Predicting postoperative adverse events. Clinical efficiency of four general classification systems: The Project Perioperative Risk


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Abstract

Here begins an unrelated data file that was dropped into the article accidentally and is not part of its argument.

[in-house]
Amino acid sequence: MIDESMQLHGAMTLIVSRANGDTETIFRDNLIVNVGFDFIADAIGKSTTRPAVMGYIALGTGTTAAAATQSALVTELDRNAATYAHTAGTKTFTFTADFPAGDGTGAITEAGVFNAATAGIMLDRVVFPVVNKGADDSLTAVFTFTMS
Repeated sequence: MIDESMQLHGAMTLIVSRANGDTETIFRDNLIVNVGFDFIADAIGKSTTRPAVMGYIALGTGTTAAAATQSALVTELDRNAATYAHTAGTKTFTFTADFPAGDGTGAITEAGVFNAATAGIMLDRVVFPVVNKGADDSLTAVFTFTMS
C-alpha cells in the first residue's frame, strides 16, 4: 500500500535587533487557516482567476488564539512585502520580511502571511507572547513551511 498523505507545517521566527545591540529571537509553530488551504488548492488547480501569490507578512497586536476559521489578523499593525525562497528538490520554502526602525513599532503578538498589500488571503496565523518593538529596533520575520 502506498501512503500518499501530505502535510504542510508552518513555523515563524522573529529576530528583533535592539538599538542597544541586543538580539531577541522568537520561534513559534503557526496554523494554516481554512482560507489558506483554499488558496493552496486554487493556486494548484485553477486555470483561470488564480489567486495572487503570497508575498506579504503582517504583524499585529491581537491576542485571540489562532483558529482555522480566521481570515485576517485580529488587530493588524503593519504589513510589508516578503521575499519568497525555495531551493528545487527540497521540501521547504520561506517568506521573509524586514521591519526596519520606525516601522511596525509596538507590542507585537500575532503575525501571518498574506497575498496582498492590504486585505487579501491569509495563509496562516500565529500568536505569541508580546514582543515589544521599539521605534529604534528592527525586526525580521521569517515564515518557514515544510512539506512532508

Background:The Project Perioperative Risk in Gothenburg is a prospective clinical-epidemiological study designed to elucidate factors affecting the perioperative risk in unselected adult patients undergoing elective general or orthopaedic surgery. In this report on postoperative adverse events of varying severity, the predictive ability of four simple classification systems, ASA physical status, patient age, surgical stress and a visual analogue scale for intuitively appreciated global risk (RISK-VAS), is described.Methods:1361 patients undergoing 1471 surgical procedures were subjected to a detailed and standardised preoperative assessment and classified according to ASA, age, procedure magnitude and RISK-VAS. Postoperative adverse events were prospectively registered during the entire hospital stay.Results:The four classifications all correlated to postoperative adverse events. ASA physical status, RISK-VAS and patient age all appear to be more efficient in predicting severe than mild events, while surgical stress predicted severe events and mild ones equally well.Conclusion:The most efficient predictor of severe events appeared to be RISK-VAS, where a relative risk of 28.1 of acquiring a severe postoperative adverse event could be demonstrated for those who had a score of 4 or more compared with those who had scores less than 4.

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